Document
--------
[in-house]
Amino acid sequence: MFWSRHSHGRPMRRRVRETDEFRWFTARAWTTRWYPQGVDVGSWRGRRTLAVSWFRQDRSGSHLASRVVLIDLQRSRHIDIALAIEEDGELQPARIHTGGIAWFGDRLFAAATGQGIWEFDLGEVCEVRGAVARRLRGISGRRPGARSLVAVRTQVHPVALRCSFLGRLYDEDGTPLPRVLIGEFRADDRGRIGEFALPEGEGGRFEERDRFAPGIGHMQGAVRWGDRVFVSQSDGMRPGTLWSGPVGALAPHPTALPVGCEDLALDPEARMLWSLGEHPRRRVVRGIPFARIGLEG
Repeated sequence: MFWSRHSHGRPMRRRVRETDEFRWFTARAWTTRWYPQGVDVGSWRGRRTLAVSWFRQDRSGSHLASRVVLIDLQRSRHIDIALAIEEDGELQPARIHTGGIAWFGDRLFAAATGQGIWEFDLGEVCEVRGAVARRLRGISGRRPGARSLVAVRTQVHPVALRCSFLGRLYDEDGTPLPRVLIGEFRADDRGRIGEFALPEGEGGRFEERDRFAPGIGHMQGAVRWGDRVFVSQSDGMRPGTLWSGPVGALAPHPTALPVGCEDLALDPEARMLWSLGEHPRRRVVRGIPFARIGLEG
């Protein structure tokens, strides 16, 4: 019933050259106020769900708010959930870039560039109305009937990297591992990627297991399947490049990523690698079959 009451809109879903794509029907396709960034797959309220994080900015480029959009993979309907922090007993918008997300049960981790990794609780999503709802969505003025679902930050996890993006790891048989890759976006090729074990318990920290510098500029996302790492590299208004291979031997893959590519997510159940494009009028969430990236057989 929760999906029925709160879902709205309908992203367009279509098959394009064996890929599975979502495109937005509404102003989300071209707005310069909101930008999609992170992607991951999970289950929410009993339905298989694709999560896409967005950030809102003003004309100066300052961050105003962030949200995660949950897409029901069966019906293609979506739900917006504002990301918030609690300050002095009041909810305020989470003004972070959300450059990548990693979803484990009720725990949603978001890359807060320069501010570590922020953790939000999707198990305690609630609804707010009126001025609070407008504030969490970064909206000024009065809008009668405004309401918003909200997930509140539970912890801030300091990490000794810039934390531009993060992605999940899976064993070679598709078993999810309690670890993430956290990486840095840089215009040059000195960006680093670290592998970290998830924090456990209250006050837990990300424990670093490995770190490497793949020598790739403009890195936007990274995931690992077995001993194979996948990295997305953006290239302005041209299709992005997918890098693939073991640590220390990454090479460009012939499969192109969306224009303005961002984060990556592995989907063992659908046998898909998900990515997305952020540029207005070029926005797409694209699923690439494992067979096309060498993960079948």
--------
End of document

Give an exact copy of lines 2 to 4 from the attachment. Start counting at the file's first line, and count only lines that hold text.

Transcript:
Amino acid sequence: MFWSRHSHGRPMRRRVRETDEFRWFTARAWTTRWYPQGVDVGSWRGRRTLAVSWFRQDRSGSHLASRVVLIDLQRSRHIDIALAIEEDGELQPARIHTGGIAWFGDRLFAAATGQGIWEFDLGEVCEVRGAVARRLRGISGRRPGARSLVAVRTQVHPVALRCSFLGRLYDEDGTPLPRVLIGEFRADDRGRIGEFALPEGEGGRFEERDRFAPGIGHMQGAVRWGDRVFVSQSDGMRPGTLWSGPVGALAPHPTALPVGCEDLALDPEARMLWSLGEHPRRRVVRGIPFARIGLEG
Repeated sequence: MFWSRHSHGRPMRRRVRETDEFRWFTARAWTTRWYPQGVDVGSWRGRRTLAVSWFRQDRSGSHLASRVVLIDLQRSRHIDIALAIEEDGELQPARIHTGGIAWFGDRLFAAATGQGIWEFDLGEVCEVRGAVARRLRGISGRRPGARSLVAVRTQVHPVALRCSFLGRLYDEDGTPLPRVLIGEFRADDRGRIGEFALPEGEGGRFEERDRFAPGIGHMQGAVRWGDRVFVSQSDGMRPGTLWSGPVGALAPHPTALPVGCEDLALDPEARMLWSLGEHPRRRVVRGIPFARIGLEG
């Protein structure tokens, strides 16, 4: 019933050259106020769900708010959930870039560039109305009937990297591992990627297991399947490049990523690698079959 009451809109879903794509029907396709960034797959309220994080900015480029959009993979309907922090007993918008997300049960981790990794609780999503709802969505003025679902930050996890993006790891048989890759976006090729074990318990920290510098500029996302790492590299208004291979031997893959590519997510159940494009009028969430990236057989 929760999906029925709160879902709205309908992203367009279509098959394009064996890929599975979502495109937005509404102003989300071209707005310069909101930008999609992170992607991951999970289950929410009993339905298989694709999560896409967005950030809102003003004309100066300052961050105003962030949200995660949950897409029901069966019906293609979506739900917006504002990301918030609690300050002095009041909810305020989470003004972070959300450059990548990693979803484990009720725990949603978001890359807060320069501010570590922020953790939000999707198990305690609630609804707010009126001025609070407008504030969490970064909206000024009065809008009668405004309401918003909200997930509140539970912890801030300091990490000794810039934390531009993060992605999940899976064993070679598709078993999810309690670890993430956290990486840095840089215009040059000195960006680093670290592998970290998830924090456990209250006050837990990300424990670093490995770190490497793949020598790739403009890195936007990274995931690992077995001993194979996948990295997305953006290239302005041209299709992005997918890098693939073991640590220390990454090479460009012939499969192109969306224009303005961002984060990556592995989907063992659908046998898909998900990515997305952020540029207005070029926005797409694209699923690439494992067979096309060498993960079948």